Appeal from the Order of the Court of Common Pleas of Dauphin County, Criminal Division, at No. 1951 C.D. of 1974 (PCHA). NO. 105 MARCH TERM, 1976.
Philip D. Freedman, Harrisburg, and J. Richard Oare, Jr., York, for appellant.
Marion E. MacIntyre, Second Assistant District Attorney, Harrisburg, for appellee.
Watkins, President Judge, and Jacobs, Hoffman, Cercone, Price, Van der Voort and Spaeth, JJ. Spaeth, J., concurs in the result.
[ 246 Pa. Super. Page 173]
On November 27, 1974, appellant Jeffrey Kent Herold was arraigned on a charge of possession of a controlled substance, and elected to plead guilty. On January 3, 1975, testimony was taken to establish a factual basis for the charge. No petition to withdraw the guilty plea was filed,*fn1 and appellant was sentenced on February 25, 1975, to a term of one to three years imprisonment. No direct appeal was taken; however, on April 24, 1975, appellant filed a petition under the Post Conviction Hearing Act*fn2 alleging that his counsel was ineffective in failing to file an appeal challenging (a) the validity of his guilty plea and (b) the legality of his sentence. The lower court, by Order dated June 11, 1975, denied appellant's petition
[ 246 Pa. Super. Page 174]
without granting him a hearing. Appeal was taken to our Court from this Order.
Ordinarily, a defendant who wishes to challenge the validity of his guilty plea must do so by filing with the lower court a petition to withdraw the plea. Commonwealth v. Roberts, supra. The purpose of this rule is to give the lower courts an opportunity to correct errors, if there be any, and thereby possibly avoid unnecessary appeals. Similarly, it would promote judicial economy if defendants were to petition the sentencing courts for correction of allegedly-illegal sentences prior to appealing to the Superior Court. In the case before us, although neither a petition to correct the sentence nor a petition to withdraw the guilty plea was filed, appellant has coupled his arguments with an allegation of ineffective assistance of counsel and has raised the issues in a petition under the Post Conviction Hearing Act. The matter is therefore properly before us at this time.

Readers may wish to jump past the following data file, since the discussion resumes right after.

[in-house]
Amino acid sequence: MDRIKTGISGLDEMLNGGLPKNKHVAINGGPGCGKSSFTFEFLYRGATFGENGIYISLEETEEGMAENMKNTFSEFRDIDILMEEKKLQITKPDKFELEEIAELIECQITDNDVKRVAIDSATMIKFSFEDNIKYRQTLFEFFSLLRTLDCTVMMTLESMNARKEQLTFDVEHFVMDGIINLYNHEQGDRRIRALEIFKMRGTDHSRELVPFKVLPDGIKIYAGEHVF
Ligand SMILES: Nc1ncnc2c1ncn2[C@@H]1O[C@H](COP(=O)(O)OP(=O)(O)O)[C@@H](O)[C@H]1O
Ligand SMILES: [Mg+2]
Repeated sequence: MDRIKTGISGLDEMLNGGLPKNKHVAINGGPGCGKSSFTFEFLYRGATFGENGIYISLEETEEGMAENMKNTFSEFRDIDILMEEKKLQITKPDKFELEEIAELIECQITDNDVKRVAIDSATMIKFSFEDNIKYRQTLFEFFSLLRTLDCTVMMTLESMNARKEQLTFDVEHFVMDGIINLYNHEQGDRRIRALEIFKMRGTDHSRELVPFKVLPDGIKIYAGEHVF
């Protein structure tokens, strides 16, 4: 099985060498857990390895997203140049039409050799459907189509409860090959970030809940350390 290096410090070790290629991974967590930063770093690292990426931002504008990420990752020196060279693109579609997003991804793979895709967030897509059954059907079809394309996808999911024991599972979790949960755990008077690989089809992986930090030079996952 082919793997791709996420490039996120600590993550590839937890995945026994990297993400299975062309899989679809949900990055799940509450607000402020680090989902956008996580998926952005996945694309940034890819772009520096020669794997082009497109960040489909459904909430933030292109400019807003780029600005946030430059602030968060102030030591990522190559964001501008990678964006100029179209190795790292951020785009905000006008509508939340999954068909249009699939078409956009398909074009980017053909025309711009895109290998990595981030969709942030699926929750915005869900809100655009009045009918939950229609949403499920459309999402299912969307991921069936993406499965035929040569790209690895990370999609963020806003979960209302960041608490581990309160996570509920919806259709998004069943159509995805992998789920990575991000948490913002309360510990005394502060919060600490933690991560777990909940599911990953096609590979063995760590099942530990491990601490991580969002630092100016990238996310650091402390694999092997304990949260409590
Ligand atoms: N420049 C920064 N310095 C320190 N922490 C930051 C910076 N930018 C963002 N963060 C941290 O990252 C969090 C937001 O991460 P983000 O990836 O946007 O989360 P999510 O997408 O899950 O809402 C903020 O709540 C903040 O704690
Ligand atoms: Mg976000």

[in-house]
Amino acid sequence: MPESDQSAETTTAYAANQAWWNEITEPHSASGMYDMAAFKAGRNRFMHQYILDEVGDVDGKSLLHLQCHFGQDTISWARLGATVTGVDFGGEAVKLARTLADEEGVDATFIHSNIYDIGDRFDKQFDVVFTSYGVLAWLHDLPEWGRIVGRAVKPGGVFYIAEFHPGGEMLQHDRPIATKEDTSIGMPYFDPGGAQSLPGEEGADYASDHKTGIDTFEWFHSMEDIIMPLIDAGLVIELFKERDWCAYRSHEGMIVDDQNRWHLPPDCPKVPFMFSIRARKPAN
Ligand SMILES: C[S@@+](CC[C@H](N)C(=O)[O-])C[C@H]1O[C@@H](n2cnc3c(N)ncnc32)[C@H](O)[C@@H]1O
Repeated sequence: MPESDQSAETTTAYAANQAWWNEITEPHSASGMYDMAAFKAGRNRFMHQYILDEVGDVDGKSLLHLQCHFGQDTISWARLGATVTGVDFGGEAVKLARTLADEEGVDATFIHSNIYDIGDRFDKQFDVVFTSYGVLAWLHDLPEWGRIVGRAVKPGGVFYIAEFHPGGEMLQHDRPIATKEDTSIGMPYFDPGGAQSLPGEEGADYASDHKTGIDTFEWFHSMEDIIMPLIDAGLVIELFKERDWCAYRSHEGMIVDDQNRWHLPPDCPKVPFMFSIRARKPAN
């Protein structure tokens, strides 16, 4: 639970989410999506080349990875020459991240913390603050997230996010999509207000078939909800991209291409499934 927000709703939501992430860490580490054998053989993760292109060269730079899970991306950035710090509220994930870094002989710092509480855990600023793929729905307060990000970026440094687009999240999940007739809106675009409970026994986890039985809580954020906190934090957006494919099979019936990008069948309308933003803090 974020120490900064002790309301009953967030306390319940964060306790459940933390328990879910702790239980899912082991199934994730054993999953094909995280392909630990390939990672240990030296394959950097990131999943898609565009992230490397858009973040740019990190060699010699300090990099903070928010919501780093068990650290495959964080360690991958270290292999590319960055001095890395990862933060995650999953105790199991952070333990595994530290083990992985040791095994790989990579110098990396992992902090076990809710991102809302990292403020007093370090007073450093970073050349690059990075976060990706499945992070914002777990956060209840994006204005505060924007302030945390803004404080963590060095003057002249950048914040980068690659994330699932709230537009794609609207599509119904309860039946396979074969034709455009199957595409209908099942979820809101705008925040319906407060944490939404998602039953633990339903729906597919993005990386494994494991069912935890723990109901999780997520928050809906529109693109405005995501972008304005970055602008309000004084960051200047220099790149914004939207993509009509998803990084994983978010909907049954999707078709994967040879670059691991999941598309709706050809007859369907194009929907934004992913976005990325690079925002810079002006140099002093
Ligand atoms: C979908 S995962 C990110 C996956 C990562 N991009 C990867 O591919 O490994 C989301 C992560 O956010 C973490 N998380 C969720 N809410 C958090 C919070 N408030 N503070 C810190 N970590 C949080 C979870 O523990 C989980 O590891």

Although Sections 1180-3 and 4 of the Post Conviction Hearing Act specify that a defendant's failure to appeal or to raise issues at the proper time gives rise to a rebuttable presumption that such failure was knowing and understanding, our Supreme Court has ruled that an issue may not be finally litigated or waived if the defendant was denied effective assistance of counsel. Commonwealth v. Musser, 463 Pa. 85, 343 A.2d 354 (1975). In Musser, a defendant had filed a PCHA petition alleging an involuntary guilty plea and ineffective assistance of counsel. The lower court denied the petition without granting a hearing, and the Supreme Court remanded the case for a hearing on the petition. In the case before us, the notes of testimony of the arraignment proceeding of November 27, 1974 indicate that appellant may have entered his guilty plea in reliance on the statement of the attorney for the Commonwealth that the maximum possible sentence would be one year. Unlike the appellant in Commonwealth v. O'Neill, 451 Pa. 458,
[ 246 Pa. Super. Page 175304]
A.2d 108 (1973), who was merely never advised of the permissible range of the sentence which could be imposed on him, appellant in the case before us was actually misinformed on the record as to the maximum possible sentence. It is possible that appellant was privately aware of the correct maximum sentence, or that appellant's attorney privately informed appellant and that appellant knowingly and understandingly decided not to pursue his appeal rights. It is impossible, however, for our Court to make such a determination from the record available to us; accordingly we remand to the lower court for a hearing ...